On Feb. 15, President Trump declared a National Emergency for funding over a wall at the Mexico border, according to The New York Times. The executive order allows unilateral action by circumventing Congress, after legislators decided to grant $1.375 billion for a security fence—short changing the executive’s plans. About 226 House Representatives have already backed a resolution to block President Trump’s executive order for border wall funding sponsored by Texas Democratic Rep. Joaquin Castro. The executive order has also been sued in the courts.
Two days after President Trump’s declaration, California Attorney General Xavier Becerra and Gov. Gavin Newsom stated they were planning an “imminent” legal action against the executive order.
“New Mexico, Oregon, Minnesota, New Jersey, Hawaii and Connecticut are among several states that are joining the lawsuit,” Becerra’s office told CBS News.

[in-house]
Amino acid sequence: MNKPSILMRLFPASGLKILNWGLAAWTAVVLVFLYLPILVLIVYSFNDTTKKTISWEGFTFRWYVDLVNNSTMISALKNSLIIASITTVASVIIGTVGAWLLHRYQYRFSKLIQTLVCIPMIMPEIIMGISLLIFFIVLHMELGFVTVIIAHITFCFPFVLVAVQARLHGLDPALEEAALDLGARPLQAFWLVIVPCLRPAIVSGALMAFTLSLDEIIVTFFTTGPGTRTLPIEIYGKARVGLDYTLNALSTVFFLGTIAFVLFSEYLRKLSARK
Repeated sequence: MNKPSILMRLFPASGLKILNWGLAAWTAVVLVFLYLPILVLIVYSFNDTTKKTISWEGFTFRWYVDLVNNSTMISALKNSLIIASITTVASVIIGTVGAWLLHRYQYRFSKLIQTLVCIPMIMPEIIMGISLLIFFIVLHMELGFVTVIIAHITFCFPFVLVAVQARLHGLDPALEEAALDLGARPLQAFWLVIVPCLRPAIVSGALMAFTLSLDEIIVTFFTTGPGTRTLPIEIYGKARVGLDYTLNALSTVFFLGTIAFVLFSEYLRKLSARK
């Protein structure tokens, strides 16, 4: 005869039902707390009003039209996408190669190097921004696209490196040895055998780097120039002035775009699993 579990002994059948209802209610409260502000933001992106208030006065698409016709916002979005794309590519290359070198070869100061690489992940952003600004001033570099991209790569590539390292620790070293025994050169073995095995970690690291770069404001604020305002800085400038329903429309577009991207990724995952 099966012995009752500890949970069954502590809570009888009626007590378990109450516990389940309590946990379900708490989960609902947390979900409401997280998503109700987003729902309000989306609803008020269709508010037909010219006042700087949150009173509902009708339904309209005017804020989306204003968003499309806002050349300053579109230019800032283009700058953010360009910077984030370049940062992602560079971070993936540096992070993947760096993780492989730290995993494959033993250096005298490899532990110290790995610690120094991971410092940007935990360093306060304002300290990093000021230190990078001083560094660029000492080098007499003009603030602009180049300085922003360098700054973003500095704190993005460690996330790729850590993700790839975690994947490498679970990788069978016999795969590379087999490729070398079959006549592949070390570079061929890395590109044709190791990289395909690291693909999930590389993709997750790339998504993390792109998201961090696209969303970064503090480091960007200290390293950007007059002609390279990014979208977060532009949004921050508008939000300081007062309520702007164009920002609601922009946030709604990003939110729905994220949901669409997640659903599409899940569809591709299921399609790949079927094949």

President Trump told members of the press he felt confident he will win in the Supreme Court at a press conference held after the declaration. Democratic opposition has remained hopeful of their ability to thwart emergency funding for the President’s wall.
“Fortunately, Donald Trump is not the last word,” Newsom told the Times. “The courts will be the last word.”
According to White House officials, President Trump will be able to source funds from a variety of pools to fund the border wall including $600 million from the Treasury Department asset forfeiture fund, $2.5 billion from counternarcotics programs and $3.6 billion from military construction budgets—totalling about $8 billion, far more than the $5.7 billion the President unsuccessfully negotiated from Congress.
On Feb. 21 it was announced by Castro’s aides that House Democrats were backing a resolution to end President Trump’s executive order, and House Speaker Nancy Pelosi said the House “will move swiftly to pass this bill,” according to Reuters.
Information for this article was gathered from nytimes.com, reuters.com and cbsnews.com.